The Department of Health and Human Service (HHS) and the Federal Trade Commission (FTC) Breach Regulations presume that all unauthorized disclosures are breaches. Anyone who discloses information much be able to demonstrate compliance with HHS Security Guidance to establish that no breach occurred.
American Recovery and Reinvestment Act of 2009 (ARRA) provisions on health information technology (known as HITECH for the acronym deficient) defines the term “breach” to mean “the unauthorized acquisition, access, use or disclosure of protected health information (PHI) which compromises the security or privacy of such information….” HITECH section 13400(1) Privacy and security are presumed under the ARRA (www.recovery.gov).
Contrary to the ARRA, however, the recently published FTC (www.ftc.gov) regulations, and the companion interim final regulations from the Department of Health and Human Services (HHS) on breach notification and security of health information, flip the presumption.
The FTC defines breach of PHR identifiable information to mean acquisition “without the authorization of the individual.” Unauthorized acquisition shall be presumed to include unauthorized access…unless the vendor, PHR related entity or third party service provider that experienced the breach has reliable evidence showing that there has not been or could not reasonably have been, unauthorized acquisition of such information. 16 CFR §318.2 (emphasis added)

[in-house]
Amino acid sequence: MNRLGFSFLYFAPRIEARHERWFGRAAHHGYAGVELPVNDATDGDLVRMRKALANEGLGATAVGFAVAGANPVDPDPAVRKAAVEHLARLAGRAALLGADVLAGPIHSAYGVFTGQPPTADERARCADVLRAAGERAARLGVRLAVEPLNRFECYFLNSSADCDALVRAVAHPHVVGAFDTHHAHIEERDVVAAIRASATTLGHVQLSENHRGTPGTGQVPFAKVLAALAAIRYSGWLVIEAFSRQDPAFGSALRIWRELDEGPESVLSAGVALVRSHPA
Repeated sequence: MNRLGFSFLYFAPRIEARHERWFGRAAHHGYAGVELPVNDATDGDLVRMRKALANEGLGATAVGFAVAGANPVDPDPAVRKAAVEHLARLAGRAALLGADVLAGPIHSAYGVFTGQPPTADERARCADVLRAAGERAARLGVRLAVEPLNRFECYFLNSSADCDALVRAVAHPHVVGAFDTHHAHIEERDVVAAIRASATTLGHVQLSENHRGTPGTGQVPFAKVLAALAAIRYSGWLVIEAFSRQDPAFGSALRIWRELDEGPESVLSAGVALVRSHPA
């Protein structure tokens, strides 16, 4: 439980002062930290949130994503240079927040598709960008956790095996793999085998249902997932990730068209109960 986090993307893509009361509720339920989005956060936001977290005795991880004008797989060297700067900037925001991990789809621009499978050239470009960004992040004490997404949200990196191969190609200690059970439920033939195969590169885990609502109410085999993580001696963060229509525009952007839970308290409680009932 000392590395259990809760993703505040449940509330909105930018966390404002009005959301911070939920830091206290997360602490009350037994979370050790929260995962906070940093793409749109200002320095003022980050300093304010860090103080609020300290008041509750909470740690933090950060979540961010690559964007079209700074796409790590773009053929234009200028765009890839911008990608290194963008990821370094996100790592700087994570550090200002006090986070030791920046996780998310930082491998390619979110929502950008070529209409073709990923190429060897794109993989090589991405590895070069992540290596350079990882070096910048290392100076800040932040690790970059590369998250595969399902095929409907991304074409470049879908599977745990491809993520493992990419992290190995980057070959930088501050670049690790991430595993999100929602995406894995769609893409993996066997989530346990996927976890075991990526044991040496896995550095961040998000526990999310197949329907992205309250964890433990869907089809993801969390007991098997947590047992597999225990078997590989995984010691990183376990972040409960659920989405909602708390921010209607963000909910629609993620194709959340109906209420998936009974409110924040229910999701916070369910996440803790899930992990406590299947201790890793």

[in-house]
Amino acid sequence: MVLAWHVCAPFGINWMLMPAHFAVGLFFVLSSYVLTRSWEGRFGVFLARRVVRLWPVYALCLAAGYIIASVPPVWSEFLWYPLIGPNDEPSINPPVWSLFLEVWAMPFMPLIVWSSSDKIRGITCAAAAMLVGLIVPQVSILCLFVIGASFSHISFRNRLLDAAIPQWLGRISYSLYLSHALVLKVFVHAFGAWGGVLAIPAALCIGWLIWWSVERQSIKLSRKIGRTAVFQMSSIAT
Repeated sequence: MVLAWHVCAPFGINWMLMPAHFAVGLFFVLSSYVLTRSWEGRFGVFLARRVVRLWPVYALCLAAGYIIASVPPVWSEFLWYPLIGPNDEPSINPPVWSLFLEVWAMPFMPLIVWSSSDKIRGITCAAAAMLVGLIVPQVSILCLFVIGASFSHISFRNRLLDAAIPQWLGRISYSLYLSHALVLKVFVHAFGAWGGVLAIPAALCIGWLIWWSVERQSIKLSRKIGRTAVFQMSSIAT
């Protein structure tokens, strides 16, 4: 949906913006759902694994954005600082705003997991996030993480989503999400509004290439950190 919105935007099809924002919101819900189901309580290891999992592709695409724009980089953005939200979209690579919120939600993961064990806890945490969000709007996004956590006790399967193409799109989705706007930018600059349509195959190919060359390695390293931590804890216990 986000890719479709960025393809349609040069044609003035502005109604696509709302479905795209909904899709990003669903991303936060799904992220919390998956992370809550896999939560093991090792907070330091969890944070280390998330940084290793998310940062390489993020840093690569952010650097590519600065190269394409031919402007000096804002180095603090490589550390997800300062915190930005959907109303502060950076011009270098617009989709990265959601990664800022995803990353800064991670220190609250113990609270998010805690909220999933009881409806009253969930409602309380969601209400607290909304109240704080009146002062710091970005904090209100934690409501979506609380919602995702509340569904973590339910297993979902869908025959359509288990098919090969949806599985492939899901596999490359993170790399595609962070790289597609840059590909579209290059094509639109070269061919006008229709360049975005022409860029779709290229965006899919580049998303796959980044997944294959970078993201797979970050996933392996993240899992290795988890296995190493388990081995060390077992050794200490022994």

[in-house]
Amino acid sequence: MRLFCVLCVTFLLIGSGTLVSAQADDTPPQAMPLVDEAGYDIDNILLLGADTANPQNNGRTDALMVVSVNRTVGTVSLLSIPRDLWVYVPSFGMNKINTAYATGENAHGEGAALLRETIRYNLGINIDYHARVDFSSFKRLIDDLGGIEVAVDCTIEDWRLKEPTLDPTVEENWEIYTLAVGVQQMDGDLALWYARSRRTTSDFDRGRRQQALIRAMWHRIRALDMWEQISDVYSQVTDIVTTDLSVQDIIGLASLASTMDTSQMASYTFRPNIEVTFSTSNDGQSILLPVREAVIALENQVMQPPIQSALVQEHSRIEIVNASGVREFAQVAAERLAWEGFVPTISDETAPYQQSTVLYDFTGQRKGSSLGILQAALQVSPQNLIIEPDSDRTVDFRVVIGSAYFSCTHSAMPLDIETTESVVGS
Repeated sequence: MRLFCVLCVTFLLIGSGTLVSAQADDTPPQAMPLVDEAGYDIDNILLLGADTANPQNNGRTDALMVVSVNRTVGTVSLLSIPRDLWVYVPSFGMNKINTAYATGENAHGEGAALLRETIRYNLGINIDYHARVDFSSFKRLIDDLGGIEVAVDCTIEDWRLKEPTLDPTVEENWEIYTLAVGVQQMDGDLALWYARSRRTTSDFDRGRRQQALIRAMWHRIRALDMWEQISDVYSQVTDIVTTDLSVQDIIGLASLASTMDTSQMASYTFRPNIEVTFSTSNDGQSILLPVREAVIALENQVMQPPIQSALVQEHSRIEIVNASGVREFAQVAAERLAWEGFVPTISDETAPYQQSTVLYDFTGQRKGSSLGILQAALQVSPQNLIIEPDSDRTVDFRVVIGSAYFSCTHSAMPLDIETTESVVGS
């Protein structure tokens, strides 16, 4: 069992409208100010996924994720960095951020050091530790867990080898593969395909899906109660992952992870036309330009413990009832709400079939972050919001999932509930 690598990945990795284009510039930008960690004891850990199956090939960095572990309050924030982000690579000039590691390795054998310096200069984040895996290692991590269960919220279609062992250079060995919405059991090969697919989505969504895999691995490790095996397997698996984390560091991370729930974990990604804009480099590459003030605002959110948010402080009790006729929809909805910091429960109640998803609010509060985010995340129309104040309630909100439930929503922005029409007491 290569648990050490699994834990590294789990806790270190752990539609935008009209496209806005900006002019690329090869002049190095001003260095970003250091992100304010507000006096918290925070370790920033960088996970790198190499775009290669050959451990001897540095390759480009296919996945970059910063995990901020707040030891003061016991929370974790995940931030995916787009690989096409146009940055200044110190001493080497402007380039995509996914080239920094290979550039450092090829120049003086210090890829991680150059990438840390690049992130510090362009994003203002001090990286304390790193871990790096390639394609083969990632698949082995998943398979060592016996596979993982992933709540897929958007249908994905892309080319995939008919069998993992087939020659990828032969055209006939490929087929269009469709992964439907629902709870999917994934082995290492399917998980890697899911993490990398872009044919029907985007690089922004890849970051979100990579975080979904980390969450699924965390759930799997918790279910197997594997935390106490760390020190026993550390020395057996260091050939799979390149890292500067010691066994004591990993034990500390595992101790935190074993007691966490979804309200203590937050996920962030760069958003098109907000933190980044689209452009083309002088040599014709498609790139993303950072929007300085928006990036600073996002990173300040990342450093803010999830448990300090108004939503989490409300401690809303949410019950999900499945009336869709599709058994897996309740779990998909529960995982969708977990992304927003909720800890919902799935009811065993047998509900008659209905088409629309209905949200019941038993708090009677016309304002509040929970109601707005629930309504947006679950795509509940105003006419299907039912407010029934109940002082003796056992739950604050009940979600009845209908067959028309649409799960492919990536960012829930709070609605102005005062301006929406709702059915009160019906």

Likewise, the HHS Interim Final rulemaking provides that in the event of an unauthorized or impermissible use or disclosure a covered entity or business associate “shall have the burden of demonstrating that… the disclosure did not constitute a breach…” 45 CFR §164.414 (emphasis added)
Why is this important? The ordinary use and disclosure of health information involves frequent transmissions to the incorrect recipient, or to an unidentified recipient. Under the FTC and HHS rules, once information falls into the wrong recipient’s hands, it is considered breached whether or not it actually is viewed by the wrong person, and all the notification provisions and potential penalties apply. Effectively, there is a presumption of guilt which the entity which has data at rest, in motion, in use or not yet destroyed, must overcome.
How to Protect Your Interests? The new compliance imperative is to document how information is secured. Moreover, the method of security should meet the standards approved in the HHS guidelines published April 17, 2009. That guidance identifies the technologies and methodologies that render PHI “unusable, unreadable or indecipherable to unauthorized individuals.” The Guidance specifies those standards published by the National Institute of Standards and Technology, and include detailed provisions on encryption.
Whom to contact? For Help establishing an appropriate compliance program to address this and other privacy and security issues, please contact me at Howard@BurdeLaw.com.